WOMEN WITH IRRITABLE BOWEL SYNDROME. Aspects of quality of life and health

University dissertation from Department of Health Sciences, Lund University

Abstract: Irritable Bowel Syndrome (IBS) is a common, worldwide, functional disorder affecting a significant number of people, predominantly women. Etiology and pathophysiology is insufficiently understood, but the research over the past decade has led to progress in the understanding of IBS, and it is generally accepted that the symptoms of IBS are multidetermined. However, management of IBS is still a challenge as many patients fail to respond to the therapies available. For patients with IBS the uncertainty regarding cause, diagnosis and treatment may lead to anxiety and a constant search for answers. The chronic bowel problems affect daily life and lead to a reduction in quality of life.

The overall aim was to create a model for health care and to improve health and the quality of life in Swedish women with IBS.

In this thesis a multi-methodological design was used, including qualitative (Paper I) and quantitative (Paper II and III) research methods as well as psychometric testing (Paper IV). In Paper I an overall question about women's perception of their quality of life was analysed by Burnard's content analysis. A quantitative comparative design was used to study differences in symptoms and psychological well-being over time (Paper II) after intervention, a Course of Instruction, and between groups using different laxatives (Paper III). In Paper IV the Visual Analogue Scale for Irritable Bowel Syndrome (VAS-IBS) was psychometrically tested for content and criterion validity, internal consistency, reliability, item-reduction, acceptability of the scale and simplicity.

To be healthy, without physical symptoms, and to have a satisfying social life were important issues for a good quality of life according to the women participating (Paper I). All of the women reflected on issues related to physical, mental and social health, and the need to have balance between family, work and leisure time. The majority of the women mentioned the importance of support from family and friends and they pointed out that this support affected their quality of life in a positive way. A few of the women mentioned that it was important to them to be accepted as they are, in spite of their bowel symptoms. A majority of the women participating had not understood that they have a classified disorder based on established criteria and they were not familiar with the diagnosis or with all that it implies. The women mentioned that their feelings had been hurt by the attitudes of health professionals and they felt misunderstood since the doctors and nurses had been nonchalant about their problems. The women wanted more information and instruction about IBS.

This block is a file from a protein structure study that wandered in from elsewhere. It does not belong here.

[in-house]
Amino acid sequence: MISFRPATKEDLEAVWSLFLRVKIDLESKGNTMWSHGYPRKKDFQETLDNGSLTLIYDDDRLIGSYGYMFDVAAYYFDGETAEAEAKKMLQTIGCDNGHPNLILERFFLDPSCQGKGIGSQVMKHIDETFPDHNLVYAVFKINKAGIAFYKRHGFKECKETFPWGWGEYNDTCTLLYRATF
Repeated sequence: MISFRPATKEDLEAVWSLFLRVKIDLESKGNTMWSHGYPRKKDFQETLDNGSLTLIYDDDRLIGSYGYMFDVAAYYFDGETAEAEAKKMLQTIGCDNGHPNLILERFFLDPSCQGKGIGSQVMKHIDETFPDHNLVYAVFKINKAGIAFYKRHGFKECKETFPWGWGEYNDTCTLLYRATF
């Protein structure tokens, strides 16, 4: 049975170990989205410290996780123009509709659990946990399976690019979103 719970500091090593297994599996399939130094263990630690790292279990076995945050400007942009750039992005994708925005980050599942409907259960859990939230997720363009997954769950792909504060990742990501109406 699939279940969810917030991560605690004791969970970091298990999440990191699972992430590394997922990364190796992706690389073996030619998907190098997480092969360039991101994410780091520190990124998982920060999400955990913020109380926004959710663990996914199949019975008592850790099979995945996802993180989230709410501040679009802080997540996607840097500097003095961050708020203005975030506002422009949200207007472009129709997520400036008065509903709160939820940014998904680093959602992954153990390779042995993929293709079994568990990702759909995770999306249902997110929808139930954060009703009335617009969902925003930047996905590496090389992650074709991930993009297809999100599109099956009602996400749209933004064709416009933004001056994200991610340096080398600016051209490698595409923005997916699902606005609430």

Of the 29 women participating in a Course of Instruction (Paper II), 23 completed the Gastrointestinal Symptom Rating Scale (GSRS) and the Psychological General Well-being (PGWB) Index 12 months after the course. The women perceived less Abdominal Pain (p<0.037) and experienced more Vitality (p<0.045) than before they started the course, according to the scores of the GSRS and the PGWB. There were a reduced numbers of visits to physicians (p<0.037) and to dieticians (p<0.042) (Paper II), but there were no statistically significant changes between the women's consumption of pharmacological drugs, naturopathic preparations or reported sick-leave.

There were no statistically significant differences in symptoms according to the scores of the GSRS between those women who used sodium picosulphate regularly at least once a week, and those who used other laxatives, including sporadic use of sodium picosulphate (Paper III). There was, however, a statistically significant difference in psychological well-being according to the PGWB between the two treatment groups. The women who used sodium picosulphate had higher scores (97, interquartile range 79-106), compared to the patients who used other laxative treatments (86 interquartile range 77-95; p<0.017), thereby indicating better psychological well-being. The difference was seen in less Anxiety (p<0.0001).

The psychometric testing confirmed that the VAS-IBS is an acceptable, homogeneous, patient-reported questionnaire with acceptable content and criterion validity and internal consistency reliability.

In this thesis several aspects related to quality of life and health have been identified, and discussed, namely, confirmation of the diagnosis, confirmation of the patient, instructing the patient and treating the patient's symptoms. Health care in relation to these issues can be described in a pyramid-model. The aim of this model is to help the patients to take responsibility for their illness and to improve their health and quality of life to some extent. The goal should be for the patient to perceive; good physical, mental and social health, good welfare, strength and energy, and self-fulfilment.